Wednesday 27 March 2024

Don Quixote: “… it’s all made up, and fiction, created by idle minds”

1/ As I’m reading Don Quixote, it may be a good idea to examine the long-held view that Don Quixote is the first modern novel, and the recent claim that the first modern novel is The Tale of Genji from the 11th century. 

(Lots of people actually call The Tale of Genji the first novel, but it obviously wasn’t—there were ancient Greek novels). 

Personally, I have never bought the counter-argument that The Tale of Genji is a monogatari and the novel is a Western concept. The novel is a flexible form: Don Quixote, Clarissa, Tristram Shandy, Frankenstein, Moby Dick, Anna Karenina, Bleak House, Ulysses, As I Lay Dying, One Hundred Years of Solitude… — very different in form and structure—are all novels.

The Oxford Dictionary defines the novel as “a fictitious prose narrative of book length, typically representing character and action with some degree of realism.” The Britannica definition is “an invented prose narrative of considerable length and a certain complexity that deals imaginatively with human experience, usually through a connected sequence of events involving a group of persons in a specific setting.” By these definitions, The Tale of Genji is undoubtedly a novel. It’s not an epic or heroic narrative. 

And if the modern novel is defined by psychological depth, in which characters are individualised, and characterised by thoughts as well as actions, The Tale of Genji too meets the condition. I’m starting this discussion, which I’m probably too ignorant to handle, not to say that East Asians beat Europeans, but to argue that the novel as a form developed independently along different paths around the world.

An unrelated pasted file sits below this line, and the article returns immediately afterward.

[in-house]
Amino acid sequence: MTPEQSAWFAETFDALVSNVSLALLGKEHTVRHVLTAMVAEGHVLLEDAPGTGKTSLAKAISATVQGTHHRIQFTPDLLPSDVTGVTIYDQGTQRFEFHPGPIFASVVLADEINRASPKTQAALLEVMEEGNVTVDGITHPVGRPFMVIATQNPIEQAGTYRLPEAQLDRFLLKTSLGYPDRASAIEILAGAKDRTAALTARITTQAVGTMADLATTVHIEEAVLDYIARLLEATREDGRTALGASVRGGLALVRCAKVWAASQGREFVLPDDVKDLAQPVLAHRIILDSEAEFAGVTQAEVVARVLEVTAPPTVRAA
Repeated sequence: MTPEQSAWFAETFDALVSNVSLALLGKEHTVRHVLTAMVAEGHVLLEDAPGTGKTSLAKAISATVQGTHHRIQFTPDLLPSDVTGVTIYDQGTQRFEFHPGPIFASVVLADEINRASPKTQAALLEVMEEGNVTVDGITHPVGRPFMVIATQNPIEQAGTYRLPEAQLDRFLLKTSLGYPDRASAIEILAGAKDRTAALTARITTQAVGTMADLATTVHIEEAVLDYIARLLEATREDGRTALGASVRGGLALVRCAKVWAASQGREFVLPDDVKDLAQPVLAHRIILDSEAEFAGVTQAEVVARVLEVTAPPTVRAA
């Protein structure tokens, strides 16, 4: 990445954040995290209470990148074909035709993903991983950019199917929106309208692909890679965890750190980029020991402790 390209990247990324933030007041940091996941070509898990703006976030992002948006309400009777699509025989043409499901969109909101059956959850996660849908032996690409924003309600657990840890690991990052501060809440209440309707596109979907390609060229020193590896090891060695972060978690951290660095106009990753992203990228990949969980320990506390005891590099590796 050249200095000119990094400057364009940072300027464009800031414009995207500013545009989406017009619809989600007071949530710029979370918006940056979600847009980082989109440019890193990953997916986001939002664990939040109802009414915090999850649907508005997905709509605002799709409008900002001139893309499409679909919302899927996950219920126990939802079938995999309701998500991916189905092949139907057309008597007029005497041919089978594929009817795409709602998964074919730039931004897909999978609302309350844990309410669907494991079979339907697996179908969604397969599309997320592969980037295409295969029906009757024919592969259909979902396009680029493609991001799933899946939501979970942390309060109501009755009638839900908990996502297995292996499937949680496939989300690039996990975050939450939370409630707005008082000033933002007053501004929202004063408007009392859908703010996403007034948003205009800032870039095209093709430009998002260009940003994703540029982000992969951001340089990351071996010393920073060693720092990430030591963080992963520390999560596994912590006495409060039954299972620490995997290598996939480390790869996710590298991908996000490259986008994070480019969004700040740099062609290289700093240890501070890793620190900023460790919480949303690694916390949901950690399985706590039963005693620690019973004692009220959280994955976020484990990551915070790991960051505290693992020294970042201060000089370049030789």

Don Quixote is more modern though: there are multiple narrators, perhaps unreliable narrators; there are first-person narrators as well as third-person narrators; there are stories within the story; Cervantes reminds the readers that we are reading fiction (even before the metafiction in Part 2), etc.  

The quote in the headline comes from P.1, ch.32, said by the priest to the innkeeper about chivalry romances. 

2/ I think Shakespeare would have liked the story of Anselmo, Lotario, and Camilla in Don Quixote. It handles some of his favourite themes: male friendship, a woman’s purity, love, jealousy, betrayal, manipulation, pretence… It’s a story within the story of Don Quixote, but within it, the characters put on an act for an audience (Anselmo) as though performing onstage: when Camilla, knowing that her husband Anselmo is watching through a keyhole, speaks out loud to herself like a heroine in a tragedy, she is mimicking—but Cervantes is mocking or at least referencing—soliloquies in theatre.